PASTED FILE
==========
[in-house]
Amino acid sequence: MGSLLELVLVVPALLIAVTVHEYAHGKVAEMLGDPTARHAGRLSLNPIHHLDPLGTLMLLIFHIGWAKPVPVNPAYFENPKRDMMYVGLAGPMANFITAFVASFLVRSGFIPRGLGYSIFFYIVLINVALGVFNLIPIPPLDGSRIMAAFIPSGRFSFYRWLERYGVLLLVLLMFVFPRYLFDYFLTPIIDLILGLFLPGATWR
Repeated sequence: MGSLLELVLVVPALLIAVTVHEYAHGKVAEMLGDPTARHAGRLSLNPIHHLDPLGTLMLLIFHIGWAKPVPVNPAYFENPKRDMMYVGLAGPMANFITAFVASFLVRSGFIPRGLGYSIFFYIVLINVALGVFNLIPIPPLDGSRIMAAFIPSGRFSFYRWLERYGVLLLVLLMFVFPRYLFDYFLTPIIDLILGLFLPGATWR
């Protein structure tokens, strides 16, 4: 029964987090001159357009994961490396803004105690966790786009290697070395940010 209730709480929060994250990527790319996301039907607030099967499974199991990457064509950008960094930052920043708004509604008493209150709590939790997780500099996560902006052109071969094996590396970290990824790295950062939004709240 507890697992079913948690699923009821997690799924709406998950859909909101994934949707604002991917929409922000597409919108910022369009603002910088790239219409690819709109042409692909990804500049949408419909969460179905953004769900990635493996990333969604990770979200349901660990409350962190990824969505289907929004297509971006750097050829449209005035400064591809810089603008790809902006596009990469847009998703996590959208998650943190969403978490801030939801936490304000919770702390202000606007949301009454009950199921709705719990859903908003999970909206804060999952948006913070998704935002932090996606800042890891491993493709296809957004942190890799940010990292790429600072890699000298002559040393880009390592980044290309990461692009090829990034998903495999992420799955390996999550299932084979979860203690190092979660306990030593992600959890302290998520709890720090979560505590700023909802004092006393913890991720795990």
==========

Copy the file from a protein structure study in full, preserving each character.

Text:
[in-house]
Amino acid sequence: MGSLLELVLVVPALLIAVTVHEYAHGKVAEMLGDPTARHAGRLSLNPIHHLDPLGTLMLLIFHIGWAKPVPVNPAYFENPKRDMMYVGLAGPMANFITAFVASFLVRSGFIPRGLGYSIFFYIVLINVALGVFNLIPIPPLDGSRIMAAFIPSGRFSFYRWLERYGVLLLVLLMFVFPRYLFDYFLTPIIDLILGLFLPGATWR
Repeated sequence: MGSLLELVLVVPALLIAVTVHEYAHGKVAEMLGDPTARHAGRLSLNPIHHLDPLGTLMLLIFHIGWAKPVPVNPAYFENPKRDMMYVGLAGPMANFITAFVASFLVRSGFIPRGLGYSIFFYIVLINVALGVFNLIPIPPLDGSRIMAAFIPSGRFSFYRWLERYGVLLLVLLMFVFPRYLFDYFLTPIIDLILGLFLPGATWR
């Protein structure tokens, strides 16, 4: 029964987090001159357009994961490396803004105690966790786009290697070395940010 209730709480929060994250990527790319996301039907607030099967499974199991990457064509950008960094930052920043708004509604008493209150709590939790997780500099996560902006052109071969094996590396970290990824790295950062939004709240 507890697992079913948690699923009821997690799924709406998950859909909101994934949707604002991917929409922000597409919108910022369009603002910088790239219409690819709109042409692909990804500049949408419909969460179905953004769900990635493996990333969604990770979200349901660990409350962190990824969505289907929004297509971006750097050829449209005035400064591809810089603008790809902006596009990469847009998703996590959208998650943190969403978490801030939801936490304000919770702390202000606007949301009454009950199921709705719990859903908003999970909206804060999952948006913070998704935002932090996606800042890891491993493709296809957004942190890799940010990292790429600072890699000298002559040393880009390592980044290309990461692009090829990034998903495999992420799955390996999550299932084979979860203690190092979660306990030593992600959890302290998520709890720090979560505590700023909802004092006393913890991720795990």